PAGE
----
Labor and fiscal crises pose double whammy on labor

Labor groups slammed the country’s economic managers for refusing to recognize the crisis in the labor market. Latest official statistics show that recorded unemployment and underemployment rose in April. Job creation is better than last year but still inadequate to absorb a fast growing labor. It is also showing signs of slowing, according to the Labor Education and Research Network (LEARN) and the Alliance of Progressive Labor (APL).

Rising joblessness has been made worse by the government’s growing fiscal problem, according to LEARN and APL. The twin crises pose a double whammy to workers. The widening deficit has undermined government’s ability to provide basic social services and social protection to workers. At the same time, proposed tax measures unduly burden workers already reeling from the lack of jobs, rising prices and stagnant wages. And government plans to implement job cuts to reduce it wage bill.

The ailing labor market and fiscal sector have proved resistant to accelerating economic growth. The economy has consistently expanded in the last five years. It posted its strongest performance in 15 years in the first three months of 2004. But the labor and fiscal crises have only intensified.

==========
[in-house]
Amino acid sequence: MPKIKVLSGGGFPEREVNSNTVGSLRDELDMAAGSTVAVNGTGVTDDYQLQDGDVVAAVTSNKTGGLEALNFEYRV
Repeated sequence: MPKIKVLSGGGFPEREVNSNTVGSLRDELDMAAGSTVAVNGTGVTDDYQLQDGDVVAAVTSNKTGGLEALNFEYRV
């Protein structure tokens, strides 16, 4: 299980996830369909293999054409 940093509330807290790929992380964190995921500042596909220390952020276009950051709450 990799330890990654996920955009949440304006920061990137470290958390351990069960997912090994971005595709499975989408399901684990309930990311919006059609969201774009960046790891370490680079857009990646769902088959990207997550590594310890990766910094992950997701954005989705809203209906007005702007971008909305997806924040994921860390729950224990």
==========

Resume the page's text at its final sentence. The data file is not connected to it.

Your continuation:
The labor groups warn that the growing disconnect between economic expansion, on the one hand, and job creation and tax collection, on the other, is bound to worsen lest the country’s economic managers do something. The government should wean the economy away from excessive reliance on growth in agriculture, informal services, and low value-added exports. These sectors have failed to generate sufficient quality jobs. Nor have they boosted government revenues since activities in these areas are tax-exempt.

Government must also examine its own economic policies that have undermined job creation and revenue generation. Fiscal incentives have burned a big hole in government coffers in a largely futile attempt to attract foreign investment. Tax reforms of recent years have not yielded the promised revenue increase. Trade liberlization on imports has also resulted in a permanent loss of a major source of revenue. This has weakened domestic industry, leading to job losses and further narrowing government’s tax base.

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